Shared by: Julie
3/25/14

What you are experiencing is very similar to what my uncle started early last year. He was 91 at the time and is in a nursing home close to me. For several months he was more paranoid than usual and started having hallucinations and accusing different staff and visitors of various things. One day he went so far as calling 911 with one of these stories. The doctor put my uncle on Cymbalta and after a month or less, the delusions stopped, plus he improved with his sleeping patterns. It does sound like she is suffering from dementia. They cannot be reasoned with, all you can do it try to comfort her. Wish you both the best. My heart goes out to you because I've been on this road a while with my aunt until she passed, now her husband. Plus my parents live with me aging and suffering from chronic health issues. My father is 78 and already showing signs of memory loss and cognitive functions.


Shared by: Linda Brendle
Emory, Texas
3/25/14

MB, my mother also developed paranoia as she aged. She thought Dad was getting phone calls from old girlfriends and sneaking out to meet them at night. She thought phone calls from telephone solicitors were stalkers out to get her. When I told her neurologist about her delusions, he added a very small dose of Risperdol to her medications, and it helped. I know we don't want to over-medicate our loved ones, but sometimes a little bit of something to take the edge off can make all the difference.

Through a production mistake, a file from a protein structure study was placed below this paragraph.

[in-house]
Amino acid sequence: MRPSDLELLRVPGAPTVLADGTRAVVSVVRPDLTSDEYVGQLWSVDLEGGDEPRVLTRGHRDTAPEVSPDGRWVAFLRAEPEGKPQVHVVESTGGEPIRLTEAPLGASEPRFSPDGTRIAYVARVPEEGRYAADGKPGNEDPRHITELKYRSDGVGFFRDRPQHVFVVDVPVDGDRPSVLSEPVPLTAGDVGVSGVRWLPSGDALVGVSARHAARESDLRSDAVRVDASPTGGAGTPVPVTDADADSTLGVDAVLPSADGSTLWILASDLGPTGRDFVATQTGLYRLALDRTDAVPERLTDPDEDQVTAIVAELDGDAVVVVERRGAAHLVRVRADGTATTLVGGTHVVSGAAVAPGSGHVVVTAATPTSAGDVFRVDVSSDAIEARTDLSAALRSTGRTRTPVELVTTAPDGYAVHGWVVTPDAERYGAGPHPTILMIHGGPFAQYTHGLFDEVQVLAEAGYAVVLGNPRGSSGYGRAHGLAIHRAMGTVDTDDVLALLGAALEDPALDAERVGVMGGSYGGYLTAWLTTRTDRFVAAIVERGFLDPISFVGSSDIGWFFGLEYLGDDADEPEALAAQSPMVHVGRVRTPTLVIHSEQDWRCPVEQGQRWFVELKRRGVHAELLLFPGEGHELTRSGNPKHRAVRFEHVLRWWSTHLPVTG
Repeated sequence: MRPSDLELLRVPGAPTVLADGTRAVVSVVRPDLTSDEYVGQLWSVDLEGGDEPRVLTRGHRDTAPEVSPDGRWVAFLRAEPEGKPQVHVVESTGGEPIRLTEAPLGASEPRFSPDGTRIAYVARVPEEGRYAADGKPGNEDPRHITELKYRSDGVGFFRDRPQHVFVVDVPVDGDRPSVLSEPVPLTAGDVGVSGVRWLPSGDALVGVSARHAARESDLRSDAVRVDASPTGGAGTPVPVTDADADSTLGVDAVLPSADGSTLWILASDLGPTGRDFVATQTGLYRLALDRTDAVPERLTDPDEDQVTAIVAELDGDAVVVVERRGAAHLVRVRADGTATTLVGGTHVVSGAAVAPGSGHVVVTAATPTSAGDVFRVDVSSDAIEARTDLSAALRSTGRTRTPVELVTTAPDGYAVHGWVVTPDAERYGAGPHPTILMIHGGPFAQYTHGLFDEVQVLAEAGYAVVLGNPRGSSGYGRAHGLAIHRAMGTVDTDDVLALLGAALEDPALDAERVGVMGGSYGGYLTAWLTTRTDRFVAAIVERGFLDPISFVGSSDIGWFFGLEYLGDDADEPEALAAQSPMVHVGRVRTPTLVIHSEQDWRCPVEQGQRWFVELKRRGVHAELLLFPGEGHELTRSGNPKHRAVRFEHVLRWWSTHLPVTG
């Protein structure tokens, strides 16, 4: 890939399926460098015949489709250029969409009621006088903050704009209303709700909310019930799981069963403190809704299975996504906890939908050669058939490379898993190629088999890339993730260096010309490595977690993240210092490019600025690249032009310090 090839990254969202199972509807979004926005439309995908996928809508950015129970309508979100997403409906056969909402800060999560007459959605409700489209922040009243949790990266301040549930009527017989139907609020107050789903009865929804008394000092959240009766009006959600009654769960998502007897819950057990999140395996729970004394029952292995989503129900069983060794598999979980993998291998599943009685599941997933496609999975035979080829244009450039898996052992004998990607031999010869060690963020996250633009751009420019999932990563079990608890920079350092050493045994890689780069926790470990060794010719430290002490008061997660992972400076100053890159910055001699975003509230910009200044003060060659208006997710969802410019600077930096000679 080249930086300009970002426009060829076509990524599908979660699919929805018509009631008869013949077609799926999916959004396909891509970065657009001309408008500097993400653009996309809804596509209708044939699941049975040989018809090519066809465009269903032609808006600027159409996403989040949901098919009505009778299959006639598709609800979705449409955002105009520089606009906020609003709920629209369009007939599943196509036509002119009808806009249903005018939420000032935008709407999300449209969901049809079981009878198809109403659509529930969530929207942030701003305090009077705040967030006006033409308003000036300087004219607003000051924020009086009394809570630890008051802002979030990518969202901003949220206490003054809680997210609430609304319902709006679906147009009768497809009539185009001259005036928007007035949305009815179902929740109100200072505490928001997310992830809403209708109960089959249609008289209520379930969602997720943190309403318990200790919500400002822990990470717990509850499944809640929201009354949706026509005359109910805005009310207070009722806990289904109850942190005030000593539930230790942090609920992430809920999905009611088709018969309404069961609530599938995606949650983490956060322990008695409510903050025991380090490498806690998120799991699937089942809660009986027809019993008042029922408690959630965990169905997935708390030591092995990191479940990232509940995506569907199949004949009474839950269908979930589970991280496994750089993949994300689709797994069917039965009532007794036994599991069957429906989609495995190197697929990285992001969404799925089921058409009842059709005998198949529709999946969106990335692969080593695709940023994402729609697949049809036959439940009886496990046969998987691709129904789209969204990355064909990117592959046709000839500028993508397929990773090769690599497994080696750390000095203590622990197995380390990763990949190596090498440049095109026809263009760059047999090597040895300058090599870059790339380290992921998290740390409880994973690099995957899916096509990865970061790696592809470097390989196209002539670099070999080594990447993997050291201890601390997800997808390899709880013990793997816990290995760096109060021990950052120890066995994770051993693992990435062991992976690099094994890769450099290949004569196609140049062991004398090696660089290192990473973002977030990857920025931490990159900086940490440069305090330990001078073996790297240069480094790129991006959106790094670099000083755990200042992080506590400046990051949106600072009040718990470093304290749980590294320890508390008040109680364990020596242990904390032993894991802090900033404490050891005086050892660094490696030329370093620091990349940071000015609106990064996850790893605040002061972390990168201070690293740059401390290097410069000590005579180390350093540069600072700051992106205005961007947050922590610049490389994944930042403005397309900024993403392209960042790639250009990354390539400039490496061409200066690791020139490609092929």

Blessings, Linda


Shared by: Kathy
Conn.
3/25/14

To her they are real and each of them needs to be acknowledged and addressed. Most likely multiple times. I have found it less exhausting for both of us if handled that way. Get bottled water and have her watch when each bottle is opened. Her skin could be dry, which would result in itchy skin. Ditto to the shocking she is experiencing...that could be from dry air. Be in her reality instead of forcing her back into your's. Both of you will be less stressed. Good luck..


Shared by: KK
3/25/14

How difficult for both of you! I would want my Mom to be evaluated by a geriatrician (MD who specializes in eldercare) and/or neurologist as soon as possible.


Shared by: Lisa
3/25/14

When my mom experienced similar issues, I found out that the quality of her sleep had declined to such an extent that she'd essentially become sleep deprived, and it affected her cognitive function. Once that was resolved, things began to improve. If your mom's current doctor did not offer an explanation for the change you describe, you may want to consider finding another doctor from which you can get a second opinion. I wish you good luck and the strength to keep searching for the answers you need.